See more photos after the fold:

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Woodland Park Zoo's Trio of Jaguar Cubs Full of Personality

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On March 22, these three Jaguar cubs were born at the Woodland Park Zoo to parents Junior and Nayla. First-time mother Nayla demonstrated natural maternal care and instincts, protecting the cubs so much that keepers couldn’t get their hands on the cubs for their first vet check until late last week! Once they did, it was determined that the triplets are healthy and that there are two girls and one boy, all exhibiting very different personalities.

The first born was a girl, the smallest of the cubs - but that does not stop her from being the most independent of the three. She also tends to lead her siblings in their mischief and play. The second born was a male who is also the largest cub. He is the shyest around keepers and a mama's boy, sticking close to mom's side, and yet he's the most vocal of the three. 

Jaguar births are rare, and as a “Near Threatened” species on the International Union for Conservation of Nature (IUCN) Red List, the jaguar triplets are a major milestone for Woodland Park Zoo’s jaguar conservation efforts. Third born is the other female, who regularly follows her older sister and playfully roughhouses with her big brother. 

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Photo Credits: Photo 1: Jamie Delk/Woodland Park Zoo, Photos 2-5: Ryan Hawk/Woodland Park Zoo

The Woodland Park Zoo's blog, which you can read HERE, states, "Keep in mind, habitat loss and fragmentation of wild areas, hunting by ranchers, and loss of wild prey due to overhunting by humans are major threats facing jaguars in the wild. Each year, Woodland Park Zoo’s Jaguar Conservation Fund supports field conservation projects dedicated to preserving wild jaguars and their habitat. The fund has given awards to 19 projects in 12 North, Central and South American countries for a total investment of $113,806. Currently, the zoo supports three projects in Mexico, Costa Rica, and Nicaragua that all aim to find ways for both people and predators to share Earth’s ecosystems."

Look for more pictures of the cubs after the fold. Before that, watch this series of three videos from the zoo's closed circuit cameras, which allow Mom the privacy to nurture and bond with her cubs. The first is the video announces the cubs' birth:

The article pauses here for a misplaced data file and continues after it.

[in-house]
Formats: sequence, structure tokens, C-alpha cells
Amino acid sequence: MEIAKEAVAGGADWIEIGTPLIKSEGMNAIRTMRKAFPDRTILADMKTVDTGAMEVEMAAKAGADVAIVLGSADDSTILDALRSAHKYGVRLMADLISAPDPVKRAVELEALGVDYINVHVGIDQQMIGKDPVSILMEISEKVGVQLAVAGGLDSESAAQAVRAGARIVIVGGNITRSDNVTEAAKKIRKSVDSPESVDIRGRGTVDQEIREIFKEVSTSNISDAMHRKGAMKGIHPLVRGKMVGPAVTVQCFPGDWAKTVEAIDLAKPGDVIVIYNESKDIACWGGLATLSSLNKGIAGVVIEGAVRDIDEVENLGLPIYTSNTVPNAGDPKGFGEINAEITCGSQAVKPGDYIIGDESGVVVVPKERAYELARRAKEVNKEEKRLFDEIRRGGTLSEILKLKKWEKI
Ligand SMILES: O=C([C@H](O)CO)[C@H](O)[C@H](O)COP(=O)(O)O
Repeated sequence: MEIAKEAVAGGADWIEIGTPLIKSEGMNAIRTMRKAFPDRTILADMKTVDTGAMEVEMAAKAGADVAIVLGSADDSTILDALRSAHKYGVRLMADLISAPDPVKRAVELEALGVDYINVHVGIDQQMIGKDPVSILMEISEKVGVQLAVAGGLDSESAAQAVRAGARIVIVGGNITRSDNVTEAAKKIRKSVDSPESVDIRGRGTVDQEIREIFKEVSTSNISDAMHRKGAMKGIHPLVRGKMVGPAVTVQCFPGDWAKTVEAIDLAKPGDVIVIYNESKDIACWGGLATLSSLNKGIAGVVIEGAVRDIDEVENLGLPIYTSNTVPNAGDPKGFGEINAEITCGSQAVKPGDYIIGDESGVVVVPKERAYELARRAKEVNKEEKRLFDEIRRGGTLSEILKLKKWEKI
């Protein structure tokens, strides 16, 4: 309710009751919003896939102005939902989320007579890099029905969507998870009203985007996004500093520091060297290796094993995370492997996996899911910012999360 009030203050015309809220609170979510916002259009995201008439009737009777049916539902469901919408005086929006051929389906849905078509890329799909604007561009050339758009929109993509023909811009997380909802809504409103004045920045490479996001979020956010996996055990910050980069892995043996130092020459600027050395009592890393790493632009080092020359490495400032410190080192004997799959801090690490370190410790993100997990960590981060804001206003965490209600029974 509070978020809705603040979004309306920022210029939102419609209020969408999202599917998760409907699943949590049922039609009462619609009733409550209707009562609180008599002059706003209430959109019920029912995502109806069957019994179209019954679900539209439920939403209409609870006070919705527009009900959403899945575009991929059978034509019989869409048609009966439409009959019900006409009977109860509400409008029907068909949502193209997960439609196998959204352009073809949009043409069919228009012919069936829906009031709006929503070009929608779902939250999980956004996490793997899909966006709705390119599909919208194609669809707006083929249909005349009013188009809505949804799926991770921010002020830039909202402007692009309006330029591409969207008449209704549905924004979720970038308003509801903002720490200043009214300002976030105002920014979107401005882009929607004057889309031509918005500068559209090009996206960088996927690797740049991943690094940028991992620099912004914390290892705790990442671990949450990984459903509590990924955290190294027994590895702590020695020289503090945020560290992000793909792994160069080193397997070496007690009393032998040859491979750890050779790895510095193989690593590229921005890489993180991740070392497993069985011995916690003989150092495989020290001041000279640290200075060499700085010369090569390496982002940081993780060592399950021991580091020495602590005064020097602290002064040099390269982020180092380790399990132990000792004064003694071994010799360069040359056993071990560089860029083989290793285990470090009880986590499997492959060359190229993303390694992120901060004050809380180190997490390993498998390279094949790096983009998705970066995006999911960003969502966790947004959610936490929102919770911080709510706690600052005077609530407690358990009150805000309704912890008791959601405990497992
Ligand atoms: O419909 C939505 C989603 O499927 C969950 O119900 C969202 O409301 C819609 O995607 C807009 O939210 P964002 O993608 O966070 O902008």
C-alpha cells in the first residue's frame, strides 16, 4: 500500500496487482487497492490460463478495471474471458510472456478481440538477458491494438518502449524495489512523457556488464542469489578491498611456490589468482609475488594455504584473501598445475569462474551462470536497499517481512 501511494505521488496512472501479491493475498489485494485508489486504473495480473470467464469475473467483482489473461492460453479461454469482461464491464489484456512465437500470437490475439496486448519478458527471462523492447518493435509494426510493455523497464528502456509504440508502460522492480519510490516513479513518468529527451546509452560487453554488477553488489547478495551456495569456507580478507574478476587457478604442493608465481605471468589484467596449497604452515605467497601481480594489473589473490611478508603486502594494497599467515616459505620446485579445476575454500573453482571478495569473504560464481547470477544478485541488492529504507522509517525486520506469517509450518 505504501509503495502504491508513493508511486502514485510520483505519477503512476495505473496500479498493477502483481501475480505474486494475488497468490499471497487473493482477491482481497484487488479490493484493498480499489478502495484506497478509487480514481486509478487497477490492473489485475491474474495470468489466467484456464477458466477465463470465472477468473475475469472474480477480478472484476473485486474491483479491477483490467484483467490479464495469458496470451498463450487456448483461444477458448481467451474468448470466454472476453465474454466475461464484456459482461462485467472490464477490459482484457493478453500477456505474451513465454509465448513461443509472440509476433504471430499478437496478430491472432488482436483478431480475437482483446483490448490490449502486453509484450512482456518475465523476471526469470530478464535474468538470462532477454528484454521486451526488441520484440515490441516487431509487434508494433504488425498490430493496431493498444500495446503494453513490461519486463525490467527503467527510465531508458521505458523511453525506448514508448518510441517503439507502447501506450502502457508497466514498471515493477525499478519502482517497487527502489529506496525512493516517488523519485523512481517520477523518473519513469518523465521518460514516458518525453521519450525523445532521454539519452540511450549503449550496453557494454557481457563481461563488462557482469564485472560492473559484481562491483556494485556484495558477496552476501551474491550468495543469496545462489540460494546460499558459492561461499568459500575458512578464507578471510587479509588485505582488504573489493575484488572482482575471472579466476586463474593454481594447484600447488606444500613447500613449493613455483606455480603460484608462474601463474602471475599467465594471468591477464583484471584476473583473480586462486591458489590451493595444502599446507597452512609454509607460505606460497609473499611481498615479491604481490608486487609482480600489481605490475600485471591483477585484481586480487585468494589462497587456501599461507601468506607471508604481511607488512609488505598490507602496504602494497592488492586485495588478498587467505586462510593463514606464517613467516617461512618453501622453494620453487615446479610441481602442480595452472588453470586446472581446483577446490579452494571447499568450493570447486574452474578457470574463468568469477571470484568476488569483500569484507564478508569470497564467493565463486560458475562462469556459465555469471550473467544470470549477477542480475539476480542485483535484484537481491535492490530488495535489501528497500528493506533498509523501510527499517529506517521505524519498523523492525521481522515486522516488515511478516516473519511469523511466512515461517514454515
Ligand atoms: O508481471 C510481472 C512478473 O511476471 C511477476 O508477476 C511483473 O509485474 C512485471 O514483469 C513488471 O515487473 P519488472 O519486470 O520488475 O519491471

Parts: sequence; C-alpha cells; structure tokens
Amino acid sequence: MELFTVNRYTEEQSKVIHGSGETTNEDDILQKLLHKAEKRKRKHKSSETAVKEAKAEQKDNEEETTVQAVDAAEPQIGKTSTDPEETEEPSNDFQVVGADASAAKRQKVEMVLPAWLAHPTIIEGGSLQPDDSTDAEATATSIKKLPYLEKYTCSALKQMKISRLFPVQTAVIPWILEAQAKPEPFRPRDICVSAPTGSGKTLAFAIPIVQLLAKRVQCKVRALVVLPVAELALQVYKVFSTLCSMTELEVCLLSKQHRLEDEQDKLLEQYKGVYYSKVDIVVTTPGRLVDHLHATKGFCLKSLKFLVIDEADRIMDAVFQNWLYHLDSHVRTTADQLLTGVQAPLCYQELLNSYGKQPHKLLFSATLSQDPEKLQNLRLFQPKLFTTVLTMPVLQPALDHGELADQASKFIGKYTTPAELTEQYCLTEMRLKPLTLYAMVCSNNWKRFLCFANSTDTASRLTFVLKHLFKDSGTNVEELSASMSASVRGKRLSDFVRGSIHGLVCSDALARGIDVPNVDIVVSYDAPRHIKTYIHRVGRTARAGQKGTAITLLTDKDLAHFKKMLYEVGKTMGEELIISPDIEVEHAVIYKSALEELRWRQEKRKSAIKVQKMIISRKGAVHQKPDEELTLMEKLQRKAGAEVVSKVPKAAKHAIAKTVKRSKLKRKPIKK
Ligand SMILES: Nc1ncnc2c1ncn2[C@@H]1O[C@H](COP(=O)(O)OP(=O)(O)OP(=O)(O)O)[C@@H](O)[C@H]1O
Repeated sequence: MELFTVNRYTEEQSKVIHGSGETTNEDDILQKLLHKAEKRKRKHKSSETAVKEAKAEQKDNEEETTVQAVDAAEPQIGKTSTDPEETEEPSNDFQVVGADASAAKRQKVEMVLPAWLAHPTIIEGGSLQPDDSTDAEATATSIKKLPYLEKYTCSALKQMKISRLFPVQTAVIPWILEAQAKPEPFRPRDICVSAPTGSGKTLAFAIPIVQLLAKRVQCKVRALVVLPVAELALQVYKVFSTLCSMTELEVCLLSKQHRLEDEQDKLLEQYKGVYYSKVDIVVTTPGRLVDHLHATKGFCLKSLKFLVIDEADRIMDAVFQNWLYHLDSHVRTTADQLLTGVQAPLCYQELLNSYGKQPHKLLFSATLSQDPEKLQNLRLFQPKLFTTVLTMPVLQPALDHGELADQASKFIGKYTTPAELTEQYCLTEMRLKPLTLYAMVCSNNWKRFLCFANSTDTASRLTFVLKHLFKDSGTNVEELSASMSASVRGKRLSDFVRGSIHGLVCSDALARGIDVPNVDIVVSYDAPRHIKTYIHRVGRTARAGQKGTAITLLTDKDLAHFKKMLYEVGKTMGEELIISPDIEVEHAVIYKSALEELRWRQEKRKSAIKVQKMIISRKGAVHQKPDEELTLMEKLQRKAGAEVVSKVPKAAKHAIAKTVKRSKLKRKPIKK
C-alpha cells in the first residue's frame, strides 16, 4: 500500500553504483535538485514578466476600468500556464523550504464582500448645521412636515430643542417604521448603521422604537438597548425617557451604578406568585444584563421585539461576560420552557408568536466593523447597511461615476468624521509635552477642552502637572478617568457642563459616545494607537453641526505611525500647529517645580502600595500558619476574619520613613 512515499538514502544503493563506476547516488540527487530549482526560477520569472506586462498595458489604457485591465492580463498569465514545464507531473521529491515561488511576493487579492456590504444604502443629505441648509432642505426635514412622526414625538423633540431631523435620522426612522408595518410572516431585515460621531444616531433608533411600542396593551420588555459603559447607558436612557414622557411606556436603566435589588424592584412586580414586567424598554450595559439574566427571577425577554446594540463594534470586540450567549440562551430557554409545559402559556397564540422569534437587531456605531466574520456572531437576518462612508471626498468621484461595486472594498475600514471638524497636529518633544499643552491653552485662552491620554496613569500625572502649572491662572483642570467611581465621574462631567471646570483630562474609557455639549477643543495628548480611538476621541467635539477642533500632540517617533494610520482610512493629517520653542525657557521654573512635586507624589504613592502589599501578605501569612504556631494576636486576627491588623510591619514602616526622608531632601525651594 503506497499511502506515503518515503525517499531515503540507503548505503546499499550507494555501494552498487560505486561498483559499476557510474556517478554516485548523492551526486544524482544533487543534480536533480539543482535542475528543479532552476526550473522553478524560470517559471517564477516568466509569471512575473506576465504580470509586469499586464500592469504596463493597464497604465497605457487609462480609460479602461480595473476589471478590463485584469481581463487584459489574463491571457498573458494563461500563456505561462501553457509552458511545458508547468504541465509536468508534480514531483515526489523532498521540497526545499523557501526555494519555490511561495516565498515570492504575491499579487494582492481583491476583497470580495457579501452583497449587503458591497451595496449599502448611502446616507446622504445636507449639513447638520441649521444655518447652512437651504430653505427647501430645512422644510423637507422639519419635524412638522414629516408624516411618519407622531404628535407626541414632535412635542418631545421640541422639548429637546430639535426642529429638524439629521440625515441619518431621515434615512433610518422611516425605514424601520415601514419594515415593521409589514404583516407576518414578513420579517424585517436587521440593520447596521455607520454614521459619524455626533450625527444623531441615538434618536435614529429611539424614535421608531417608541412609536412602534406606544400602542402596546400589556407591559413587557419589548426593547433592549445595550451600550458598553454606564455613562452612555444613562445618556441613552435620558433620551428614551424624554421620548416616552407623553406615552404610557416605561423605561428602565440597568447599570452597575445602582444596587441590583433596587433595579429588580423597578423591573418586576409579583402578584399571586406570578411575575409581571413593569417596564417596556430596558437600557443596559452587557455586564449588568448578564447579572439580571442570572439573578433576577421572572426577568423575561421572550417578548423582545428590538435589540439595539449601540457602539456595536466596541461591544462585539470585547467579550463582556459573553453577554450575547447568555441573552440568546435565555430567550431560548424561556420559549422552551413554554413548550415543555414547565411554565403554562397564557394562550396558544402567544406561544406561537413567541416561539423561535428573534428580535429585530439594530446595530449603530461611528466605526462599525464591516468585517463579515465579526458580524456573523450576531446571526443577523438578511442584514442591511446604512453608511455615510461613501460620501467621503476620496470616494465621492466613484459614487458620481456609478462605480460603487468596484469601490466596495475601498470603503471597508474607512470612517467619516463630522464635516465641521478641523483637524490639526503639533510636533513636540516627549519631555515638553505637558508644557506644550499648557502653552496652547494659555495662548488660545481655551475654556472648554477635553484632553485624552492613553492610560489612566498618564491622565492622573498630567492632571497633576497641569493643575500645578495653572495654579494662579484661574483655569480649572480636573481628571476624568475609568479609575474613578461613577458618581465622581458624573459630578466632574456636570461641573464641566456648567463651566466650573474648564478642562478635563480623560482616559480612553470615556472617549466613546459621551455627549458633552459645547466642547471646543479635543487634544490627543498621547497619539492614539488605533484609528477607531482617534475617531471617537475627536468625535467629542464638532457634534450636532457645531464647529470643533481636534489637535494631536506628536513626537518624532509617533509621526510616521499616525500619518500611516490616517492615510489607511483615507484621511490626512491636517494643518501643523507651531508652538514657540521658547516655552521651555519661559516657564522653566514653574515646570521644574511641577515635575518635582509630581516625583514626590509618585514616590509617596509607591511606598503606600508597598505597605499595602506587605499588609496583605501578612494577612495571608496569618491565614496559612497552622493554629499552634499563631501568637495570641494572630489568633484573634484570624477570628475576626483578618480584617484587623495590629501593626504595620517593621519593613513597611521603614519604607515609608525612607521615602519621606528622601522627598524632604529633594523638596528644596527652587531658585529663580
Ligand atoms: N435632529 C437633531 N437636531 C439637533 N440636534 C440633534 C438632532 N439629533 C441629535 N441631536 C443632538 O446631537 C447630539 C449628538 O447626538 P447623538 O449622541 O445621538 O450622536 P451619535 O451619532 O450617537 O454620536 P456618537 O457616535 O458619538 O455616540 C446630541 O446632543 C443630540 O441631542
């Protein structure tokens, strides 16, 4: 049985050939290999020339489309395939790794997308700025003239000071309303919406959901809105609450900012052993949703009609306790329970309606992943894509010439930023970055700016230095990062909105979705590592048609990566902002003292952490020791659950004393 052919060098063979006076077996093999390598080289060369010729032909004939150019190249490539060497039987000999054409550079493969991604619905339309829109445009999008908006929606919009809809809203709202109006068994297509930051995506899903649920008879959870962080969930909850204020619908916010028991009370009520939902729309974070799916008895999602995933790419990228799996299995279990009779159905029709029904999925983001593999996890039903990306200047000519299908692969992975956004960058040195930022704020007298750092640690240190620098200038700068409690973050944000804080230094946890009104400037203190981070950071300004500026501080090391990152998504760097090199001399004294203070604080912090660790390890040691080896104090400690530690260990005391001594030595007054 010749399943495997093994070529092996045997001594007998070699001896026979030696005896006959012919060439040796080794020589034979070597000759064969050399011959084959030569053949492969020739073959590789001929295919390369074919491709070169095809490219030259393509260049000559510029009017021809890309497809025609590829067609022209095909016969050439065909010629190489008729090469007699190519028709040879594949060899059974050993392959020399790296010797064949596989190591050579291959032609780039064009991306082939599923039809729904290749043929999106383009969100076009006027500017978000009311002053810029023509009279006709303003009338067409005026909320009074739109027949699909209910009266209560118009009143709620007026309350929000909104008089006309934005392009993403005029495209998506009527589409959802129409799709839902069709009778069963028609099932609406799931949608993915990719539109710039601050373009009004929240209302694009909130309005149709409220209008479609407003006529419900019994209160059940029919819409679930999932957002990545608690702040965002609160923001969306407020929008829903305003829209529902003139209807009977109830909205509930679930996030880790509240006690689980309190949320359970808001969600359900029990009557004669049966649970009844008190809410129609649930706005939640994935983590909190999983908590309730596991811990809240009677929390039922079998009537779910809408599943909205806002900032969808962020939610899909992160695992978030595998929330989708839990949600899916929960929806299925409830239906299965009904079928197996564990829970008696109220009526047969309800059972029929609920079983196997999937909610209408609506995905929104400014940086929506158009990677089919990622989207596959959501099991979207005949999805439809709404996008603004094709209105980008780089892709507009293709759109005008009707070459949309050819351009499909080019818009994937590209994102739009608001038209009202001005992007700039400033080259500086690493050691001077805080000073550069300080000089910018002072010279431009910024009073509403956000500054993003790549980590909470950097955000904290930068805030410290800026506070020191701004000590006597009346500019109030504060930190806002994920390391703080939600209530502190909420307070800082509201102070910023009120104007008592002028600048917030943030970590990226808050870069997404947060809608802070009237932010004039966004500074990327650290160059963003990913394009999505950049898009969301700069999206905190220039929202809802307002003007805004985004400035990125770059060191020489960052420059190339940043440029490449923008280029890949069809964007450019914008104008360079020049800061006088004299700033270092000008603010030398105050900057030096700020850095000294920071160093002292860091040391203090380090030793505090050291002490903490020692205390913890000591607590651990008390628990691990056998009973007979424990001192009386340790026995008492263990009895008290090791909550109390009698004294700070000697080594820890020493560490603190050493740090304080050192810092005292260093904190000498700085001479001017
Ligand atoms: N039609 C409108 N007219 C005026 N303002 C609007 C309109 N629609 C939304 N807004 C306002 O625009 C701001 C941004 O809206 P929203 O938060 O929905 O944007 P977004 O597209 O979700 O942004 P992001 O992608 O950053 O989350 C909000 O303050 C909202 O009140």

The cubs at three days old:

The most recent video of mom nursing and playing with her babies.

See more pictures after the fold:

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Variety of Jaguar Cubs Born in France

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Photo credit: ZooParc de Beauval

On March 24th, Beauval Zoo in France welcomed three new rare Jaguar cubs. One of the cubs is a spotted Jaguar while the other two are, like their mother, melanistic Jaguars, often referred to as a black panthers. This variation in color is a genetic trait that is found in approximately six percent of the wild population. The exact mechanisms of the inheritance of the variation are still not understood.

As the cubs remain with their mother in their den, this is the only photo of the trio so far. Stay tuned for more once these rare cats begin to venture out of their den and explore their habitat.


Meet Brevard Zoo's Newest Jaguar Cub

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A Jaguar cub was born at Brevard Zoo in Florida on January 26th. The cub, whose sex has not been determined yet, is bonding well with its mother Masaya.

"I feel so fortunate to be able to work with Masaya and LeBron, the breeding pair," says Kerry Sweeney, a curator at Brevard Zoo. "It isn't easy to introduce a male and female jaguar. The staff did an excellent job in 2010 when these jaguars met, creating a comfortable environment for the pair."

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Photo Credit: Brevard Zoo

Masaya gave birth to her first cub, a female named Nindiri, in 2007. As a part of the Association of Zoos and Aquariums Species Survival Plan, Nindiri traveled to the San Diego Zoo to be paired with a male jaguar. She successfully gave birth to two cubs in 2012. Masaya's brood from 2008, Jean and Phil, were sent to Chattanooga Zoo at Warner Park. 

Read more after the fold.